Cognitive behavior therapy (CBT) helps patients recognize negative or abnormal thinking patterns in response to the world around them.
Research indicates that CBT is the gold standard of psychotherapeutic treatment.
New technologies like smartphone apps may help bring CBT to more people, but patients and clinicians should be cautious about relying solely on these interventions.
Developed in the 1960s, cognitive behavioral therapy (CBT) helps many people who live with mental illness, substance issues, and eating, sleep, or sexual disorders change negative patterns of thought to better manage stressful life situations. Many physicians have combined this form of talk therapy with other treatments to promote positive outcomes.
Unlike many other forms of therapy, CBT can be adapted to serve people of all ages, including adolescents and children. CBT may also be used when counseling couples and families; the treatment’s versatility is part of what makes it an effective tool for many patients.
Basics of CBT
CBT is a form of talk therapy in which patients learn to identify and respond to inaccurate or negative thinking.
It helps patients recognize the relationships between three separate aspects of cognition: automatic thoughts, underlying beliefs, and cognitive distortions.
Automatic thoughts refer to a person’s immediate, unplanned interpretations of events happening in the world around them. These thoughts provoke an emotional response while directing an individual’s response to the event. Within the context of CBT, automatic thoughts may be dysfunctional—that is, they may be mistaken, distorted, unrealistic, or exaggerated.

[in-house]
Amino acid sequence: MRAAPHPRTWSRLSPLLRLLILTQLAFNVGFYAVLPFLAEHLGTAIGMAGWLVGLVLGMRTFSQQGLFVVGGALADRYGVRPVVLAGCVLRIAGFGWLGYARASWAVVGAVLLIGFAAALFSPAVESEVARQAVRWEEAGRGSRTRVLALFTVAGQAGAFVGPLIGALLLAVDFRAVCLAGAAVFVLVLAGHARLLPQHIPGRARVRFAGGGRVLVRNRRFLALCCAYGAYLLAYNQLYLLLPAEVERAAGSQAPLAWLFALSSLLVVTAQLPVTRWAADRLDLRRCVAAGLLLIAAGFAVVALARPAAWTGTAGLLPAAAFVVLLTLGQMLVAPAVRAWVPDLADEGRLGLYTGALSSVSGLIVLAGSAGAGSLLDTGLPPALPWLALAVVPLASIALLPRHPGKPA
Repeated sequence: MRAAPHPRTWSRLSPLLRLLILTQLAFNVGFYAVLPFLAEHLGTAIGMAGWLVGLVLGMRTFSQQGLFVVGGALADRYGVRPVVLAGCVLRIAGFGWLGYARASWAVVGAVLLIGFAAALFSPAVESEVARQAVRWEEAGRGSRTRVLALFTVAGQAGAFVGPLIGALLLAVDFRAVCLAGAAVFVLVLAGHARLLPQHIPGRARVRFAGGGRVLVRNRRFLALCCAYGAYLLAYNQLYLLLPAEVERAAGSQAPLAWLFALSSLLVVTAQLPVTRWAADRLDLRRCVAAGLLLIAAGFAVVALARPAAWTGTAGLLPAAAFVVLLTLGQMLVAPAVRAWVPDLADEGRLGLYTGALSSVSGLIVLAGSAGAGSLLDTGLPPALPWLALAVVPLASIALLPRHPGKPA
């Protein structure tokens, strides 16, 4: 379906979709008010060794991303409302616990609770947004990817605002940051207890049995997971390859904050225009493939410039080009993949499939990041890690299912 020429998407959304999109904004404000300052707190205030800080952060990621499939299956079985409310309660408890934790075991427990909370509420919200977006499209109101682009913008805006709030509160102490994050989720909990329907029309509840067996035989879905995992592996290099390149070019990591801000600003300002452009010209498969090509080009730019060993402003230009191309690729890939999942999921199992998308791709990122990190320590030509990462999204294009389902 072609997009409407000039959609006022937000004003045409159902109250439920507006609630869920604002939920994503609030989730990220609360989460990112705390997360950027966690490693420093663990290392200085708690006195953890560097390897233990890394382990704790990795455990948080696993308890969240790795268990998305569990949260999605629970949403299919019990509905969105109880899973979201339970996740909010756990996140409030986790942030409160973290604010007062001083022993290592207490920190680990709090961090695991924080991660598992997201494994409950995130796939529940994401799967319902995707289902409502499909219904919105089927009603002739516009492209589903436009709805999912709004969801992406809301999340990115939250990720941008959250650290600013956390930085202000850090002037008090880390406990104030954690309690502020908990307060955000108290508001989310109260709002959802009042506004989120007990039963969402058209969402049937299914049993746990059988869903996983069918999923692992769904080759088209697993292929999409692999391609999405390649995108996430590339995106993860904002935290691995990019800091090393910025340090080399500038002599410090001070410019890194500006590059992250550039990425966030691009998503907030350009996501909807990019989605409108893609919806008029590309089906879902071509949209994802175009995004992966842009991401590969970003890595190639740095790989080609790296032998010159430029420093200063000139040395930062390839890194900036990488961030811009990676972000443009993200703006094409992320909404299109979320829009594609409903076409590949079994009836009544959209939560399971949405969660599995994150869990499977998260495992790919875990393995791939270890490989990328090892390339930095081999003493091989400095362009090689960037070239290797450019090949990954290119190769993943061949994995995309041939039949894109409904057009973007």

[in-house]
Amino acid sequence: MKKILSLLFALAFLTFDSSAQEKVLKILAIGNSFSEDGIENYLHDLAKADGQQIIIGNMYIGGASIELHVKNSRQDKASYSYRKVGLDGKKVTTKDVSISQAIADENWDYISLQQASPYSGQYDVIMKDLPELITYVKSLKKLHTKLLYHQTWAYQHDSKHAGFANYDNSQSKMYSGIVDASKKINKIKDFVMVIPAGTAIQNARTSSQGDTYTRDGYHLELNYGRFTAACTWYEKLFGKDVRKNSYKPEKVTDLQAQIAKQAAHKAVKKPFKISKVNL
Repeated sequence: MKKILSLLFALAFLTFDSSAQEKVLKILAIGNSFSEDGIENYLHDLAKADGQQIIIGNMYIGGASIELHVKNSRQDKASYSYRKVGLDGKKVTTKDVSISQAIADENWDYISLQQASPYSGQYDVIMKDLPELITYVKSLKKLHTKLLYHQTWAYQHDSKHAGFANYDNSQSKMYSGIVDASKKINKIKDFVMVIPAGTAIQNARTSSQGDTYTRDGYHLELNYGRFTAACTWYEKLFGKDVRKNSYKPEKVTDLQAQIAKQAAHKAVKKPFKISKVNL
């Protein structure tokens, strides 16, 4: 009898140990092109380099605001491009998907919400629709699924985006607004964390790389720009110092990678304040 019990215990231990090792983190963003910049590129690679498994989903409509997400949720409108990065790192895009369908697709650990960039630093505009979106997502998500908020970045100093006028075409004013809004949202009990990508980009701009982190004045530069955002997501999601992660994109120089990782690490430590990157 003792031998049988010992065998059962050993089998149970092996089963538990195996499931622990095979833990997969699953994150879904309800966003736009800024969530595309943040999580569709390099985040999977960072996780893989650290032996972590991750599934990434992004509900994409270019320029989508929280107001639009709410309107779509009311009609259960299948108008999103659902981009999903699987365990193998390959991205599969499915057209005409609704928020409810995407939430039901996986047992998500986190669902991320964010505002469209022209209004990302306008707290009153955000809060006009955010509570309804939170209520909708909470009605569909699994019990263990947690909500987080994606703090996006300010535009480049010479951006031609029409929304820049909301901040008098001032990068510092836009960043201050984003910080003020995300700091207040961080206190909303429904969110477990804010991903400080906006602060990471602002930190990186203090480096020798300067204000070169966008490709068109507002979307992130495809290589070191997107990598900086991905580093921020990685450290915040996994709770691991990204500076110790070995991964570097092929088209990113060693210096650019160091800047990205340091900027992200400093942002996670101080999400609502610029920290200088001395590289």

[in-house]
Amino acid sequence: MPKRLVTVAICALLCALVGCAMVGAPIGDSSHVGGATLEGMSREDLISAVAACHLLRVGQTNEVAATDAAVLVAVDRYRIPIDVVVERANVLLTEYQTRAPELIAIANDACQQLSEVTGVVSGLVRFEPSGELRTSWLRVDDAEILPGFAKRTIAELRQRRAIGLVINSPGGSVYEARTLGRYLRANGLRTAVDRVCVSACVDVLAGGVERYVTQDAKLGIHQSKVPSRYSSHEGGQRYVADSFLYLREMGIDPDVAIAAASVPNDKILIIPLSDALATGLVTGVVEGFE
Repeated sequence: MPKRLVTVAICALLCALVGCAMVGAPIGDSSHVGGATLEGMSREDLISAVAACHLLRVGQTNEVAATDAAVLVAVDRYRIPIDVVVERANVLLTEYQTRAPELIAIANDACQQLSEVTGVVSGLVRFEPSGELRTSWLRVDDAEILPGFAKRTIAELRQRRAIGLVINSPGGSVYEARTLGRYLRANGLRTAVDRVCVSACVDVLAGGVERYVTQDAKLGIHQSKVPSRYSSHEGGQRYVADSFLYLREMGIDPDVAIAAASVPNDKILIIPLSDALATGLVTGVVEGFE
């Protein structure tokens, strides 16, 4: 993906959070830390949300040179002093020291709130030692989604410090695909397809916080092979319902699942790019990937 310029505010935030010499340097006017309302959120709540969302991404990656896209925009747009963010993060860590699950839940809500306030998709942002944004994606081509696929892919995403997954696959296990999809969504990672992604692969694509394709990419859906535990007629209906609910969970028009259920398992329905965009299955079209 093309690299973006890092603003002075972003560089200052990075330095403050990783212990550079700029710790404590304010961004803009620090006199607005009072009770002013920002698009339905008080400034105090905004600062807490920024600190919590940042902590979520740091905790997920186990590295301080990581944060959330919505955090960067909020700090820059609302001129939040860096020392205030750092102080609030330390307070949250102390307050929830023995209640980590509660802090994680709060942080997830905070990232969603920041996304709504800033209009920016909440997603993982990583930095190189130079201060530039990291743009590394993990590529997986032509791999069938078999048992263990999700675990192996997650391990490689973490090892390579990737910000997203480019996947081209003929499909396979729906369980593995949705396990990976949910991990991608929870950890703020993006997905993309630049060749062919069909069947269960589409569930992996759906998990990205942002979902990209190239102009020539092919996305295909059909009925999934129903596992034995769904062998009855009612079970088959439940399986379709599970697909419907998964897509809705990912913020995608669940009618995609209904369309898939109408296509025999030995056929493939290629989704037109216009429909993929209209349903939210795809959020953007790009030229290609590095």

Cognitive distortions are also common among patients with mental illnesses and other disorders. These patients may arrive at incorrect conclusions due to errors in logic. Individuals may present with one or more cognitive distortions, such as:
Disqualifying the positive
Fortune-telling or mind-reading
CBT also addresses the patient’s underlying belief structure.
These beliefs may be viewed as the templates for information processing underlying layers of automatic thoughts. Consisting of both core and intermediate beliefs, CBT helps patients understand how their underlying beliefs shape their perception of the world and its events.
Commonly administered by psychologists, psychiatrists, counselors, and other mental health experts, CBT enables patients to learn more about their condition and practice coping mechanisms such as assertiveness, relaxation, and stress management. During treatment, patients are encouraged to discuss their thoughts and feelings, especially situations viewed as troubling.
In many cases, CBT focuses on one specific problem at a time, establishing treatment goals that patients can meet incrementally. Treatment length varies according to the patient’s individual needs, but most treatment courses range from 5 to 20 sessions.
Comparing CBT to other treatments
As a form of psychotherapy, many providers view CBT as the “gold standard” in treatment.